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Review 1: "Genome sequencing of sewage detects regionally prevalent SARS-CoV-2 variants"

This preprint offers a successful demonstration of WGS-based detection of emerging SARS-CoV-2 variants in wastewater samples. Reviewers deemed major claims reliable, but experimental methodology and justification should be described in further detail.

Published onJan 24, 2021
Review 1: "Genome sequencing of sewage detects regionally prevalent SARS-CoV-2 variants"
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key-enterThis Pub is a Review of
Genome sequencing of sewage detects regionally prevalent SARS-CoV-2 variants

Viral genome sequencing has guided our understanding of the spread and extent of genetic diversity of SARS-CoV-2 during the COVID-19 pandemic. SARS-CoV-2 viral genomes are usually sequenced from nasopharyngeal swabs of individual patients to track viral spread. Recently, RT-qPCR of municipal wastewater has been used to quantify the abundance of SARS-CoV-2 in several regions globally. However, metatranscriptomic sequencing of wastewater can be used to profile the viral genetic diversity across infected communities. Here, we sequenced RNA directly from sewage collected by municipal utility districts in the San Francisco Bay Area to generate complete and near-complete SARS-CoV-2 genomes. The major consensus SARS-CoV-2 genotypes detected in the sewage were identical to clinical genomes from the region. Using a pipeline for single nucleotide variant (SNV) calling in a metagenomic context, we characterized minor SARS-CoV-2 alleles in the wastewater and detected viral genotypes which were also found within clinical genomes throughout California. Observed wastewater variants were more similar to local California patient-derived genotypes than they were to those from other regions within the US or globally. Additional variants detected in wastewater have only been identified in genomes from patients sampled outside of CA, indicating that wastewater sequencing can provide evidence for recent introductions of viral lineages before they are detected by local clinical sequencing. These results demonstrate that epidemiological surveillance through wastewater sequencing can aid in tracking exact viral strains in an epidemic context.

RR:C19 Evidence Scale rating by reviewer:

  • Potentially informative. The main claims made are not strongly justified by the methods and data, but may yield some insight. The results and conclusions of the study may resemble those from the hypothetical ideal study, but there is substantial room for doubt. Decision-makers should consider this evidence only with a thorough understanding of its weaknesses, alongside other evidence and theory. Decision-makers should not consider this actionable, unless the weaknesses are clearly understood and there is other theory and evidence to further support it.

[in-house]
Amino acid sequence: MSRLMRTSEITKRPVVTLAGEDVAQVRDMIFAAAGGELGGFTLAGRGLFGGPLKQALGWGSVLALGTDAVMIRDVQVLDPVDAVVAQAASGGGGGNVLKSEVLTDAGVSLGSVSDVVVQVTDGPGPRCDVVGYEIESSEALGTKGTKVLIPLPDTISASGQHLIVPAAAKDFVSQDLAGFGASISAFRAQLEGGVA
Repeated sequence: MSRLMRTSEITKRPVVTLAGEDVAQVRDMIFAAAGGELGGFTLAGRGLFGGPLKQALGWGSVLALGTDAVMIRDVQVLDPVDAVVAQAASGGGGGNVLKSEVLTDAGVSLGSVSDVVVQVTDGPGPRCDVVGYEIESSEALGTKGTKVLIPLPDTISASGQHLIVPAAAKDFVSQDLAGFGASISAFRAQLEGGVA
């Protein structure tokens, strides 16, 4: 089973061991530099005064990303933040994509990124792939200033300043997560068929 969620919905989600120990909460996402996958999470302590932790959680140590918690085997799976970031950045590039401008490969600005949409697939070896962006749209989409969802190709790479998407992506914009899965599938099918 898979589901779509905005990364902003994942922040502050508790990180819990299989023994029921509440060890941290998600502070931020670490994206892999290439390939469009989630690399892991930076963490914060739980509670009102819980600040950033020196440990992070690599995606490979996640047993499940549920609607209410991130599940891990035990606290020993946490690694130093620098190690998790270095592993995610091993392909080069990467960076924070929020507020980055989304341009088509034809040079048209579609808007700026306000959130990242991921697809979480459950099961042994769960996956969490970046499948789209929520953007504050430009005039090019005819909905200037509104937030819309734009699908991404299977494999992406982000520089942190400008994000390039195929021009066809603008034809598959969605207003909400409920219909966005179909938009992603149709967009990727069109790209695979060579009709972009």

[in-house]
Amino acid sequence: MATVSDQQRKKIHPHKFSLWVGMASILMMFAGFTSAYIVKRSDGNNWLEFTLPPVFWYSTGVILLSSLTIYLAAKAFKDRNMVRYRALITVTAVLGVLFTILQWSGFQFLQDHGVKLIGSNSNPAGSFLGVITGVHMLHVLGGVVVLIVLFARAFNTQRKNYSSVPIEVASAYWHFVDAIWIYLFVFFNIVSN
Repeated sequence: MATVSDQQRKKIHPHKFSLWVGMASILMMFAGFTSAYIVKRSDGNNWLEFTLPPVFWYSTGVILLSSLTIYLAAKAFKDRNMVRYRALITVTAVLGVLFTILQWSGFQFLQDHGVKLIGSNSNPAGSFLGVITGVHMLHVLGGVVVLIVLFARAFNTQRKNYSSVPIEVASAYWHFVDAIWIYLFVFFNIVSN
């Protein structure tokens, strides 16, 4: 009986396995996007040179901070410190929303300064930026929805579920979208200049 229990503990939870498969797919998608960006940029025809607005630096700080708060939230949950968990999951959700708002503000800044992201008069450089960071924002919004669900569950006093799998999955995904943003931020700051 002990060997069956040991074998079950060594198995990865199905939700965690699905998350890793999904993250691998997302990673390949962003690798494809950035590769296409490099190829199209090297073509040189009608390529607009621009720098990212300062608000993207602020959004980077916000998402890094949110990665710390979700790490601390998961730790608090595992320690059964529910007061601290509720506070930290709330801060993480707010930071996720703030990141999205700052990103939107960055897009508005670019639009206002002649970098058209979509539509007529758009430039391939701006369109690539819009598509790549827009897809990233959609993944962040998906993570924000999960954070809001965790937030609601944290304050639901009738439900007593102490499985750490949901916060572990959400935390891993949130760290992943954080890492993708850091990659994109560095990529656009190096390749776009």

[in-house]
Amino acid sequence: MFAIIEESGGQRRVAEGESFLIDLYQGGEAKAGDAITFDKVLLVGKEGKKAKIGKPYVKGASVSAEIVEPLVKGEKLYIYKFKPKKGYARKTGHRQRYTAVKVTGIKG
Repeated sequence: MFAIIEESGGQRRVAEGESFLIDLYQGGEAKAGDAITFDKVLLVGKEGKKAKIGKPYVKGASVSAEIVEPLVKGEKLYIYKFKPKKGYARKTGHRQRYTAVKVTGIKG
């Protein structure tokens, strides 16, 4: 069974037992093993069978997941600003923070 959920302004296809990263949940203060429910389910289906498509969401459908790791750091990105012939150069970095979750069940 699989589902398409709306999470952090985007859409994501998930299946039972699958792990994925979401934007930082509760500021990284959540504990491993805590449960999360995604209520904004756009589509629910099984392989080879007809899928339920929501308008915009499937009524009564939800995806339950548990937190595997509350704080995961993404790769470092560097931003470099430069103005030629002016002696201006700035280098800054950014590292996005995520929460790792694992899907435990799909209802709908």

This preprint titled “Genome sequencing of sewage detects regionally prevent SARS-CoV-2 variants” is a very timely addition to the pool of literature related to SARS-CoV-2 and wastewater-based epidemiology. This study provides a successful demonstration of genome sequencing and single nucleotide variant (SNV) detection of SARS-CoV-2 present in wastewater, in turn allowing one to obtain ecological and evolutionary insights of SARS-CoV-2 through WBE.

Despite the merits of this study, there are certain aspects that need to be further clarified, namely the authors need to provide more information on their approach to allow one (i) to determine how feasible the approach can be used in other geographical regions, where SARS-CoV-2 abundance is generally on the low end (with Cq value > 33) and with the outbreak possibly at the non-peak phase; (ii) to perform the needed enrichment steps that would help in genome sequencing.

To further illustrate, it seems that most of the samples sequenced in this study have low Cq values of < 33. However, a search in most published WBE papers show that the detected Cq values are usually higher, ranging from 36 to 39. Hence questions remain on whether samples with high Cq values (and therefore with low abundance of SARS-CoV-2 in wastewater) can achieve such successful demonstrations of SARS-CoV-2 genome and SNV sequencing.

Although the authors have also mentioned that one way to circumvent the abovementioned problem is to perform rRNA depletion or viral enrichment, not much information is given on both oligo probe sets (Gut microbiome, which does not seem to be commercially available; Respiratory virus oligo panel, which is commercially available at Illumina). Information on what oligos were used and their associated targets would be useful. A balanced discussion on the pros and cons of performing such enrichment steps would also be informative.

Considering that the Illumina sequencing approach can be very sensitive (with the multiple rounds of emulsion-based PCR) and that the authors also performed additional enrichment steps, the authors should also include negative controls to determine if they are still recovering SARS-CoV-2 genomes from their approach.

Although it is out of the scope of this study, the authors used three different extraction methods without really explaining why. The sampling point and nature of the wastewater matrix is also not well described. The authors mentioned “Wastewater interceptors” but it is not clear what that means.

Despite these technical comments, it is in my opinion that this preprint still provides potentially informative data that would help decision makers utilize WBE data to manage the COVID-19 pandemic.

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